as they were with superstorm sandy. listen to home depot customer rick martinez. >> if the power goes down, my -- i have hot air. that will not work. i have small children. that is my biggest concern. >> gas tanks. filling up the tank for the snow blower. plan on using it this evening. >> reporter: he certainly will be using that snow blower. good news for him is he didn't need one coming in to the storm. it is out of snow blowers, generators. it is also out of gasoline cans. all of that can be related back to sandy. think about generators. typically bought before a hurricane. it is different this time. so many people left without power after sandy so a lot of people coming in here. they sold 50-plus generators in 24 hours, alone and earlier sold out of salt and that ice melt. they just got a couple of palettes in. people came right over. they took about half of the palettes away and still demand for that. rest of the stuff, you're out of luck in hackensack. back to you. >> mary thompson, thank you. i think we have someone on the phone that knows a thing or two about the cancelations and delay
after superstorm sandy? >> reporter: right, the ripple effect could be huge. new york city is saying we are certainly prepared for the storm but flooding always is a main concern especially for the areas left vulnerable following superstorm sandy. they're more vulnerable to the high winds and that storm surge. here in the big apple, they have 250,000 tons of salt on standby as well as 1800 snowplows. new york city transportation authority is preparing to use superpowered snow throwers in an effort to keep the trains running smoothly. new york's governor, andrew cuomo is setting up at noon today his emergency operations center. rick, that is really to coordinate all the relief efforts. back to you. rick: anna kooiman, live in midtown manhattan. new york city. anna thank you. alisyn: as you can imagine this major snowstorm is paralyzing air travel. that affects people across the country not just on the east coast. airlines have canceled more than 3 thou flights today. this man hoping to fly from phoenix to boston, well, he is not going anywhere for days. >> our initial flight was canceled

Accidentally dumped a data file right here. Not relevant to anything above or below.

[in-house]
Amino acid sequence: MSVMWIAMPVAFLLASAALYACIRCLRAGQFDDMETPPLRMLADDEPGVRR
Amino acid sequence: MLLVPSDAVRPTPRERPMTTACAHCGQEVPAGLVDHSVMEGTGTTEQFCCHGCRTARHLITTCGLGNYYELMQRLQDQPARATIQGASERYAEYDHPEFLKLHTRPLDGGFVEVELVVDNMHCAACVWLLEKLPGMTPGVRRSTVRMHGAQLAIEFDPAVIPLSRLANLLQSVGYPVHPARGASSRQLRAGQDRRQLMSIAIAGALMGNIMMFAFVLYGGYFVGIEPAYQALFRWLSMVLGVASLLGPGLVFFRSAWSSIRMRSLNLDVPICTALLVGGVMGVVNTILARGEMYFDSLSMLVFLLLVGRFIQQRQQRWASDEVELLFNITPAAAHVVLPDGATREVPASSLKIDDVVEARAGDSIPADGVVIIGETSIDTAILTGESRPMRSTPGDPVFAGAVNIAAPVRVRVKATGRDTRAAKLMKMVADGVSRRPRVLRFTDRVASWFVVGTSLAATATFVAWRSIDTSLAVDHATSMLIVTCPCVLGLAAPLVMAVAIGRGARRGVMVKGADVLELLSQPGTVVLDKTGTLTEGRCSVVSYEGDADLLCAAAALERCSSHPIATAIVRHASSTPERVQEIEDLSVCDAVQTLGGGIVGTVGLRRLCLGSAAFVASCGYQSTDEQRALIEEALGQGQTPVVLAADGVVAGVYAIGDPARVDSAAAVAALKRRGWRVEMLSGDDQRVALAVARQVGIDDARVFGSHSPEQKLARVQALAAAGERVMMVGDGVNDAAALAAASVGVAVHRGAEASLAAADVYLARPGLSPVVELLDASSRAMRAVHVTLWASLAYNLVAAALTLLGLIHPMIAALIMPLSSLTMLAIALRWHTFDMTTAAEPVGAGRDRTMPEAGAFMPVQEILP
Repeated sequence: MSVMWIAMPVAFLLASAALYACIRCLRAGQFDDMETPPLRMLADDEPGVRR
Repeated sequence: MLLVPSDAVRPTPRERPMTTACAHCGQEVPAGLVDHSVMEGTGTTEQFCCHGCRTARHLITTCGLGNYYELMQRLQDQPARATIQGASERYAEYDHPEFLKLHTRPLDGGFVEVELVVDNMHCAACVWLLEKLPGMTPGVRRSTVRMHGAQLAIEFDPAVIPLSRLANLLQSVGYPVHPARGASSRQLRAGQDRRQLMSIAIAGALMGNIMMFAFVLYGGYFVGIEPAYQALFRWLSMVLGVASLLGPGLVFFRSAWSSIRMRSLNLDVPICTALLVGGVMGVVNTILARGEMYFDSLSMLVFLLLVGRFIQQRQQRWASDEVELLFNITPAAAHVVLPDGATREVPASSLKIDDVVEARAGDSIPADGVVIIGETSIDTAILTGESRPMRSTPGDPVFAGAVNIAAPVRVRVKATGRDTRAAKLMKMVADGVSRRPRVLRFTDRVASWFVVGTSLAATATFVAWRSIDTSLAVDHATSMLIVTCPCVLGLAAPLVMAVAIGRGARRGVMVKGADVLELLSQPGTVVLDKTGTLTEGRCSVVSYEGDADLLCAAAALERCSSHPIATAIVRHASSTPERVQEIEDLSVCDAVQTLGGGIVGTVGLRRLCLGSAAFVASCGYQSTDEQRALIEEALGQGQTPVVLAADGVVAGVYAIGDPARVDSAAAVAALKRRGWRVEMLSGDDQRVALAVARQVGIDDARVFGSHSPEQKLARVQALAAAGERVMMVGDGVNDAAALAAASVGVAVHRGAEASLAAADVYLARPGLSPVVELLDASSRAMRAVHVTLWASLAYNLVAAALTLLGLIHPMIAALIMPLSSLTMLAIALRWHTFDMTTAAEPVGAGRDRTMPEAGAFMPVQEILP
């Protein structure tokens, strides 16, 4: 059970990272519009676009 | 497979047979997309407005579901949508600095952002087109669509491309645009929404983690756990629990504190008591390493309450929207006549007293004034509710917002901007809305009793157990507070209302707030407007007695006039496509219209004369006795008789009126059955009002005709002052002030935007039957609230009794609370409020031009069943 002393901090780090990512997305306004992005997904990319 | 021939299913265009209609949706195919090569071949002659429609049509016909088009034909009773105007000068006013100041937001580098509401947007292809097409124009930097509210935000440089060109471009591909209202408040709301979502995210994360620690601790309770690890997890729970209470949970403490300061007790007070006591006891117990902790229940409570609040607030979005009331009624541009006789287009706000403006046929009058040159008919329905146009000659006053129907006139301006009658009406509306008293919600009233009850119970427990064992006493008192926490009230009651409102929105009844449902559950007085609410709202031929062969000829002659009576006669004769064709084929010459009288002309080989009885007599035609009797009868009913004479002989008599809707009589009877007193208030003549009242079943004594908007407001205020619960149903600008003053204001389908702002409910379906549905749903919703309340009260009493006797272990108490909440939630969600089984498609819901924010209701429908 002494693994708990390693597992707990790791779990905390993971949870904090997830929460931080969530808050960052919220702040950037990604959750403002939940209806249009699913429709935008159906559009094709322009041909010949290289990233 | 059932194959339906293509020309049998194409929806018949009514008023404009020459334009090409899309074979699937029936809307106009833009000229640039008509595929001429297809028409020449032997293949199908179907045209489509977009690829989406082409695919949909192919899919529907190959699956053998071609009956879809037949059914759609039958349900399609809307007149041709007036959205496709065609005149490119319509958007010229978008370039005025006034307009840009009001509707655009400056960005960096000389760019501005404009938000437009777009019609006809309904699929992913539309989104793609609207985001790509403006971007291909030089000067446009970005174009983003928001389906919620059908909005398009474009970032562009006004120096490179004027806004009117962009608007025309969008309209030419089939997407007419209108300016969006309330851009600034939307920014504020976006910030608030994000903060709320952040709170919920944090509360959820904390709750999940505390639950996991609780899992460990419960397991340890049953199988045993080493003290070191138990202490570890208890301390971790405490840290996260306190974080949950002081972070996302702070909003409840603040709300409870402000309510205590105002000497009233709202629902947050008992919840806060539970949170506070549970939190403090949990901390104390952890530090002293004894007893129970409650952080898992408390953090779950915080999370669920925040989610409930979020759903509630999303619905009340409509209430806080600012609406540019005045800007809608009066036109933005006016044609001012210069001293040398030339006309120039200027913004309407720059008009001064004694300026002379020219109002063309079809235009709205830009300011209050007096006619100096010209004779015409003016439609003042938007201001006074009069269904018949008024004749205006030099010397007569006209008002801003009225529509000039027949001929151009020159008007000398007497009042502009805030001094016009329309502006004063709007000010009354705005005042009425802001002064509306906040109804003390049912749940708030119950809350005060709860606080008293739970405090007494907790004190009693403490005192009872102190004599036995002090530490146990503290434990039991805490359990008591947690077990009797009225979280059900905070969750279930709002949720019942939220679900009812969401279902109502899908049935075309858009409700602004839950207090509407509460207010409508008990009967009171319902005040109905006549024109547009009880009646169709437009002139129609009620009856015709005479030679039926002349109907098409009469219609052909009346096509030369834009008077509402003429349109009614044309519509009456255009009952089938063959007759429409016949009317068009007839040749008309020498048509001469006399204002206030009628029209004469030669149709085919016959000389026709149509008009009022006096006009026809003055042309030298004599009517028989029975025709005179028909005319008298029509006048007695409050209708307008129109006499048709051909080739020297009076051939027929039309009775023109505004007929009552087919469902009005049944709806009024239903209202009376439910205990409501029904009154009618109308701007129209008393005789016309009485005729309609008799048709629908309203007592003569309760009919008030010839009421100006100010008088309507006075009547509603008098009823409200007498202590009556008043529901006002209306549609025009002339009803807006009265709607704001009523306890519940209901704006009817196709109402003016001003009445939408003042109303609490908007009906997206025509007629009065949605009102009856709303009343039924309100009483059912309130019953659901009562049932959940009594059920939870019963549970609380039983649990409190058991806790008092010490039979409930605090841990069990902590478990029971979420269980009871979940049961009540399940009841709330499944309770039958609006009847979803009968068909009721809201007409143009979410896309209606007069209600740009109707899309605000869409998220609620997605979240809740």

, in particular to areas made vulnerable following superstorm sandy including long island and new jersey. now, the federal emergency management agency has also gotten involved, monitoring the storm from washington, d.c. and urging everyone in the northeast to heed the local warnings here and to stay indoors until this storm passes. jenna, back to you. jenna: anna, thank you. jon: gun control, you probably know, is a centerpiece of the president's second term agenda likely to be a part of his state of the union address on tuesday. some critics are saying the mainstream media essentially are cheerleaders for this push by the president. check out piers morgan's reaction to firing what is a legal machine gun. [gunfire] >> why would any civilian need one of these? >> this is an investment. i purchased one of these a while back for about $1200 and sold it -- $12,000 and sold it for $45,000. >> incredible. incredible. jon: also a week after the white house released this photo of the president shooting skeet at camp david, the white house still answering questions about why it didn't put the photo ou
Search Results 0 to 49 of about 60 (some duplicates have been removed)